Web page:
January 22, 2002
Emory places high in 'serve-study' rankings
By Michael Terrazas email@example.com
According to a recent study, Emory ranks second among the nations
top universities in its percentage of federal work-study funding that
goes toward community service projects.
The University directs 13.8 percent of work-study funds to service, according
to the Office of Financial Aids student employment office. This
ranks behind only Stanford (22.3 percent) among top American universities.
Trailing Emory are the University of Pennsylvania (12.6 percent), Columbia
(12.5), Harvard (12.3) and Yale (11.2). No other top school is above 10
These figures are a result of an exhaustive project undertaken by The
Washington Monthly and Northwestern Universitys Medill School
of Journalism and are published in WMs January/ February
2002 issue. The article has caused somewhat of a furor in the higher education
community, as dozens of American colleges and universities fall below
the federal mandate of directing at least 7 percent of work-study funds
toward service (Northwestern, incidentally, weighs in at 8.8 percent).
A full text of the article can be found at
I am very glad that we have been able to deploy these funds in
this manner; I cannot imagine a better use for them, said President
Bill Chace. It is good to be in Stanfords company, for that
sister institution seems also to be doing what makes sense, what does
good for the community, and is in accord with the principles of work-study.
The top schools overall in serve-study are all public institutions;
the University of California-Riverside, for example, leads the list at
51 percent. Among the top academic schools, however, Rice, Princeton,
Dartmouth, Brown, Notre Dame and MIT all are below the 7 percent federal
bar; MIT directs just 1.9 percent of funding to serve-study. The national
average for all colleges and universities is just under 12 percent.
According to Christine Workman, Emorys assistant director for student
employment, community service jobs are defined as those for
nonprofit or governmental organizations. Surprisingly, Emory exerts no
controls whatsoever on how many work-study students take jobs in serve-study;
the University simply benefits from having an extremely strong volunteer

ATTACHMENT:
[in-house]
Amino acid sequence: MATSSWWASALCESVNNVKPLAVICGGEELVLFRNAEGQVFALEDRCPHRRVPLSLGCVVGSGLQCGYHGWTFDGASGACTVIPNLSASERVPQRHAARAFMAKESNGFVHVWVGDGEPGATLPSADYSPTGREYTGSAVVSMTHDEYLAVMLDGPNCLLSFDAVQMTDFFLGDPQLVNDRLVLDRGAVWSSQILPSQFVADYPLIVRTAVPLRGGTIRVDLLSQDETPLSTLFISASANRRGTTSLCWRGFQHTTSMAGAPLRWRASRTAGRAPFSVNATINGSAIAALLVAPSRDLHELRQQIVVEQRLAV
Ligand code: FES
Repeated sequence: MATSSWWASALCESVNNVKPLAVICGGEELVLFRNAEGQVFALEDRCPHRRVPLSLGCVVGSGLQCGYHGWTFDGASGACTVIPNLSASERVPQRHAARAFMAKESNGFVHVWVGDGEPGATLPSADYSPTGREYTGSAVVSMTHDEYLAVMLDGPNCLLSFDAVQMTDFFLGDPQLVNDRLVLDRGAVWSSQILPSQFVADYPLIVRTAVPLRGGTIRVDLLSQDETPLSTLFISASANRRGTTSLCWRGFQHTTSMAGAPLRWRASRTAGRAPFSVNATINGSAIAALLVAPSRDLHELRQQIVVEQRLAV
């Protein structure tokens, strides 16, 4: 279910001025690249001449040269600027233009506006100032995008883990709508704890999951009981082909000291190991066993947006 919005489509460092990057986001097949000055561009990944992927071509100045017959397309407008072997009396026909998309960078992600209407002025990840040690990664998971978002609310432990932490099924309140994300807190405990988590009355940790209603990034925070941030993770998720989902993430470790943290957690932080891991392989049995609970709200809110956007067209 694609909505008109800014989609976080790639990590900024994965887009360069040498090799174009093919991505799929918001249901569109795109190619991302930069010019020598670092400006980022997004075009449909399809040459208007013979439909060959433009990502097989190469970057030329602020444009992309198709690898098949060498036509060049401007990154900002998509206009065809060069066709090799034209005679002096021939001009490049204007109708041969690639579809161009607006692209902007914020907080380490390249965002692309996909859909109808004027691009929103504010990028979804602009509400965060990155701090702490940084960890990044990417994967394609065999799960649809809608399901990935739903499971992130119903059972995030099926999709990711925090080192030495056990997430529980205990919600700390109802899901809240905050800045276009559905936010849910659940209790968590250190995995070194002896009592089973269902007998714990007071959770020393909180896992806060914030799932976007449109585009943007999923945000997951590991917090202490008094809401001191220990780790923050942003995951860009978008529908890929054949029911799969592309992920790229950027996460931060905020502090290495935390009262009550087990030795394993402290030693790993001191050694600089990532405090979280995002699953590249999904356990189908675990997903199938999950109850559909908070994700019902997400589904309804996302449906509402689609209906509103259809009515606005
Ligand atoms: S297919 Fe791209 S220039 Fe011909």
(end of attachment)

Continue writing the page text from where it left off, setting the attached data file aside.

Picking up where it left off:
organization (Emory READ) that qualifies as serve-study, as well as a
proximity to a government entity (the Centers for Disease Control and
Prevention) that employs a large number of students.
Its not like we have a quota or anything [on serve-study
jobs], Workman said. Theres no method. We just let the
students apply to the agencies, and then it sells itself.
Workman said approximately 1,600 Emory students are on work-study, which
brings in about $1.5 million each year from Washington. Federal funds
make up 75 percent of a work-study students paycheck, and the University
picks up the rest. The program was created by Congress in 1965 with the
intent of allowing students to work off student loans by performing community
Indeed, according to the WM article, the current law states explicitly
that the purpose of work-study is to encourage students receiving
federal student financial aid to participate in community service activities
that will benefit the nation and engender in the students a sense of social
responsibility and commitment to the community.
But over the years, fewer and fewer work-study jobs were related to service,
and the federal mandate for serve-study dropped lower and lower until
it bottomed out at 5 percent. It was raised again to 7 percent in 2001.
Now, senators John McCain (R-Ariz.) and Evan Bayh (D-Ind.) have introduced
legislation that would raise the federal requirement to 25 percent.
Chace said, if he were in Congress, he would vote for the new bill. Community
service is good for the people it reaches, and it is good for the students
to be directly involved in the lives of people in need, he said.
Even though Emory is doing well in serve-study by most any measure, if
Congress suddenly raised the bar to 25 percent, the University would have
to almost double its current serve-study figure to be in compliance.
However, Michael Rich, director of the the Office of University-Community
Partnerships, said it would not be difficult to come up with more service
opportunities for work-study students by working with Financial Aid and
Volunteer Emory. It would be relatively easy to craft some steps
to raise those numbers, he said.
Still, even though many top universities are taking a beating in the
popular press over this issue for a supposed lack of commitment to community
service, Rich said the serve-study number may not be a valid measure of
this commitment and certainly doesnt tell the whole story.
Thats only one type of service a university might provide:
The so-called warm body approach, where you have this tremendous
labor force at your command, and you encourage students to go out and
give somebody volunteer service hours, Rich said.
Theres a whole other level of service some universities are
beginning to aspire to, he said. Were moving beyond
the warm-body approach to using the kind of intellectual resources and
capacity of a university to work with community and government agencies
to engage in collaborative problem-solving, needs assessment, program
evaluations, things of that nature.
Emory University, Copyright 2002